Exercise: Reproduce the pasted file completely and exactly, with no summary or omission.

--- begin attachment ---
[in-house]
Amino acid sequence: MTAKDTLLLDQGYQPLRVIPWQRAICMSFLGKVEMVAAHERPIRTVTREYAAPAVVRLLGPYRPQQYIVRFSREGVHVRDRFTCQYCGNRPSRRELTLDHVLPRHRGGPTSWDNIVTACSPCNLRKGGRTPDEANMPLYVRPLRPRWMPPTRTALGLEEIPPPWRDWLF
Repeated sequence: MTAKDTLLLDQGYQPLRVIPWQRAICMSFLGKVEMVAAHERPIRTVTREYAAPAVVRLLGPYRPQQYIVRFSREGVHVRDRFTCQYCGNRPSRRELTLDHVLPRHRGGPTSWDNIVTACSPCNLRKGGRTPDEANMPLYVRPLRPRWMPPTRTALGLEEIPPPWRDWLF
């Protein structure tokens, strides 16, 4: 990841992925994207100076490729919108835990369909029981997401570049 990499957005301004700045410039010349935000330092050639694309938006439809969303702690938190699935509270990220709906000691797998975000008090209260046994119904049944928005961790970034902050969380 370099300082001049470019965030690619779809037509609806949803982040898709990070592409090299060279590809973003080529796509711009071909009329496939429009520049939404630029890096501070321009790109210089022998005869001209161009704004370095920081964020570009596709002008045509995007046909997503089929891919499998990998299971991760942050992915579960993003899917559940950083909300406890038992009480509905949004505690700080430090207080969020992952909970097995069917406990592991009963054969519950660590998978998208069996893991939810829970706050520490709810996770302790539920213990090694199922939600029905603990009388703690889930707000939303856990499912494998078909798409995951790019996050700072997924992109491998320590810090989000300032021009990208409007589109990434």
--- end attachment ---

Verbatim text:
[in-house]
Amino acid sequence: MTAKDTLLLDQGYQPLRVIPWQRAICMSFLGKVEMVAAHERPIRTVTREYAAPAVVRLLGPYRPQQYIVRFSREGVHVRDRFTCQYCGNRPSRRELTLDHVLPRHRGGPTSWDNIVTACSPCNLRKGGRTPDEANMPLYVRPLRPRWMPPTRTALGLEEIPPPWRDWLF
Repeated sequence: MTAKDTLLLDQGYQPLRVIPWQRAICMSFLGKVEMVAAHERPIRTVTREYAAPAVVRLLGPYRPQQYIVRFSREGVHVRDRFTCQYCGNRPSRRELTLDHVLPRHRGGPTSWDNIVTACSPCNLRKGGRTPDEANMPLYVRPLRPRWMPPTRTALGLEEIPPPWRDWLF
């Protein structure tokens, strides 16, 4: 990841992925994207100076490729919108835990369909029981997401570049 990499957005301004700045410039010349935000330092050639694309938006439809969303702690938190699935509270990220709906000691797998975000008090209260046994119904049944928005961790970034902050969380 370099300082001049470019965030690619779809037509609806949803982040898709990070592409090299060279590809973003080529796509711009071909009329496939429009520049939404630029890096501070321009790109210089022998005869001209161009704004370095920081964020570009596709002008045509995007046909997503089929891919499998990998299971991760942050992915579960993003899917559940950083909300406890038992009480509905949004505690700080430090207080969020992952909970097995069917406990592991009963054969519950660590998978998208069996893991939810829970706050520490709810996770302790539920213990090694199922939600029905603990009388703690889930707000939303856990499912494998078909798409995951790019996050700072997924992109491998320590810090989000300032021009990208409007589109990434």